Gold, silver and corn will outperform other raw materials next year as a weaker dollar and rising investor demand bolster precious metals while supply curbs aid grains, Morgan Stanley said, listing top picks for 2013.
Silver will track gold, which is poised to gain on low real interest rates, buying by central banks and geopolitical uncertainty, analysts including Peter Richardson and Hussein Allidina wrote in a report today, reiterating an October call. Corn and soybeans should benefit from harvest delays in South America, they said. The bank is bearish on aluminum, sugar, nickel and uranium as supplies are set to outpace demand.
Commodities as tracked by the Standard & Poor’s GSCI Spot Index are down 0.4 percent this year, led by declines in coffee, cotton and sugar. The gauge almost doubled in the three years to 2011 as central banks and governments around the world took action to boost their economies hurt by the global financial crisis in 2008. Morgan Stanley joins Goldman Sachs Group Inc. in predicting the so-called super-cycle isn’t over.
“Higher prices in recent years have brought both a supply and demand response, bringing many to call for the end” of the super-cycle, they wrote. “We view this as too simplistic. Commodities are cyclical but the elasticity of supply and demand, as well as the length of the cycle, vary significantly.”
Gold may average $1,853 an ounce in 2013, while silver may be $35 an ounce, Morgan Stanley said. That compares with gold’s average of $1,668 so far this year and $31.1542 for silver. Soybeans may average $15.70 a bushel in 2012-2013, it said.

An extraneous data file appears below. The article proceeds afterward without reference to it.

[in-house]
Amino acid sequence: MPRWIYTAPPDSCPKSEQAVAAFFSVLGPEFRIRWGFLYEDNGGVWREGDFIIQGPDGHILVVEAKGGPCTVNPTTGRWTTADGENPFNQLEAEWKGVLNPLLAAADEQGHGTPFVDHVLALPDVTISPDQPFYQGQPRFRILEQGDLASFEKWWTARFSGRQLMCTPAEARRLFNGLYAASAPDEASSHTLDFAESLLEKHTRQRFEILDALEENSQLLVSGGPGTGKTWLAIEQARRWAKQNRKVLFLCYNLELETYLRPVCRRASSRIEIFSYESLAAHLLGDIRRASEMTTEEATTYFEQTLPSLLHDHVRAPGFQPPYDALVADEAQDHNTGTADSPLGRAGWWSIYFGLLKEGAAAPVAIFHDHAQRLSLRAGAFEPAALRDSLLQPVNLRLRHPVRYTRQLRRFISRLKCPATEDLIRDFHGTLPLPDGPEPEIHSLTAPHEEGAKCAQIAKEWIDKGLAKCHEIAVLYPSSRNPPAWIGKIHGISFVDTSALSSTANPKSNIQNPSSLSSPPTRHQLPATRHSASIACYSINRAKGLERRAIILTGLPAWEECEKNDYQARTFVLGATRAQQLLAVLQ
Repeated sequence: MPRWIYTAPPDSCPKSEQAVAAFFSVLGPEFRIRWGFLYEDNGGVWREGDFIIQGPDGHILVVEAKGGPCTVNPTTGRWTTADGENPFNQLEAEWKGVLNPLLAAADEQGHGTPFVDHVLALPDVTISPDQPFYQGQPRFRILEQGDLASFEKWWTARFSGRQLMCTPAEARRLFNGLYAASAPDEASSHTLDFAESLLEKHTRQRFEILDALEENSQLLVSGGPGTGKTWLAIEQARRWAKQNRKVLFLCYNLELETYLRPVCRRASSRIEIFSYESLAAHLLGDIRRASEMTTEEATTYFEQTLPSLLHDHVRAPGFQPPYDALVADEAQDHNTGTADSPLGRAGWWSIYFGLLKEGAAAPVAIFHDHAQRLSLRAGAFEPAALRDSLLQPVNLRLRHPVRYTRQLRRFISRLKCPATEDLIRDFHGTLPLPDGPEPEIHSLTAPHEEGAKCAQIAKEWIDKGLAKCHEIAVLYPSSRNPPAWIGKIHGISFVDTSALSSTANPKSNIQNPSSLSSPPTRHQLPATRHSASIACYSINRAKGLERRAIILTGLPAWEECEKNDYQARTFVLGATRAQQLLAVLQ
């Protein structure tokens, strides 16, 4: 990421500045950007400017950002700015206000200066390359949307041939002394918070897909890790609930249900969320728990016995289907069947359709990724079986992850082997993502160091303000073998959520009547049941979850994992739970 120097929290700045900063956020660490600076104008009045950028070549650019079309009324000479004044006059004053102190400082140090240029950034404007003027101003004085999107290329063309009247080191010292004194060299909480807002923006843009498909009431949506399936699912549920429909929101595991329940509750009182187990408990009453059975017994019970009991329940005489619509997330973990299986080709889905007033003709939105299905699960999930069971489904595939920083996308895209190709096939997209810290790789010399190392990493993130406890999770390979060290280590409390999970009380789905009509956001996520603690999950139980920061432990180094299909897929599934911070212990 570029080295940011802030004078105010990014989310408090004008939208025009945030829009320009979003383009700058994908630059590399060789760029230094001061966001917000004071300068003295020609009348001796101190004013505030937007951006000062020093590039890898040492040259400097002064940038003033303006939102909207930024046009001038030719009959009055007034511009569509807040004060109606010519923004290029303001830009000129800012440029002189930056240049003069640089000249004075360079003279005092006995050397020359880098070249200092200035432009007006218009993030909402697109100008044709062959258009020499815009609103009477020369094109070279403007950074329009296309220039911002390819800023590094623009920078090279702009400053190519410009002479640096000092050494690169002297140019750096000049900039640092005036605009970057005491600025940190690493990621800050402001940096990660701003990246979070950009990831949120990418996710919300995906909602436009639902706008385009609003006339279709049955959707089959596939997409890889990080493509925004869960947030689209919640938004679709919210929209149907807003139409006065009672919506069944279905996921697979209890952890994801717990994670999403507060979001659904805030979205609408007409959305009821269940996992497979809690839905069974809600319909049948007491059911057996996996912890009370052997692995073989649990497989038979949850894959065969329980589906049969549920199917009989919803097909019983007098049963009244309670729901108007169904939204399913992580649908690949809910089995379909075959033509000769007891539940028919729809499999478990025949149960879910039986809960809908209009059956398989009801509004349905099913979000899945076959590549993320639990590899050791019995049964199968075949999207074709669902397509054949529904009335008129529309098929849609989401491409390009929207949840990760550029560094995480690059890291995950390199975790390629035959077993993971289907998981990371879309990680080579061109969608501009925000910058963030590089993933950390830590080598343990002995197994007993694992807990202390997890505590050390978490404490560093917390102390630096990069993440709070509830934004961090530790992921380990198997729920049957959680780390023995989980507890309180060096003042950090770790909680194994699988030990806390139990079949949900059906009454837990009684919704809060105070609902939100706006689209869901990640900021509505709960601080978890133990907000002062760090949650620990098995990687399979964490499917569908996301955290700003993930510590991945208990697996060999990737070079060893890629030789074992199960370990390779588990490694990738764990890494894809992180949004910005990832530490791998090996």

Goldman reiterated an overweight call on commodities, yesterday, forecasting prices will return 7 percent in 12 months, Jeffrey Currie, head of commodity research, wrote in a report. Citigroup Inc. believes the super-cycle has ended, according to Edward L. Morse, global head of commodities research, on Nov. 19.
“With commodity-supply constraints easing, Chinese growth slowing and producer-company returns normalizing,” it is tempting to say the super-cycle is over, Currie wrote. “Current developments are simply the next phase of a commodity-investment cycle that began in the late 1990s. We therefore view the current transition as a renaissance, rather than an end.”
Goldman, backing crude, corn and copper, expects gold to peak in 2013 on a recovery in the U.S. economy. In contrast, Morgan Stanley called for higher prices on low nominal and negative real interest rates, as well as risks in the Middle East and central-bank buying. So-called negative real interest rates describe savings rates that are lower than inflation.
Spot gold, up 8 percent in 2012, is rallying for a 12th year as central banks join investors buying bullion to diversify assets. South Korea, Brazil and Russia are among those adding to gold reserves this year. Holdings in exchange-traded products are at a record, data compiled by Bloomberg show.
Morgan Stanley expects higher corn and soybean prices on the potential for lower supplies from South America. Rains and flooding have impeded planting in Argentina, while dry weather in Brazil is threatening beans.
The bank is bearish on aluminum as an increase in production capacity exacerbates an oversupply. So-called financing transactions and long waiting times for delivery from London Metal Exchange warehouses are supporting output, the bank said. Aluminum may average $2,300 a ton in 2013, the bank said, compared with $2,049 a ton so far this year.
Global sugar supply may outpace demand on rising Brazilian crush volumes and stable Indian production, said Morgan Stanley, while China’s import demand may slow on high inventories and improved domestic output.
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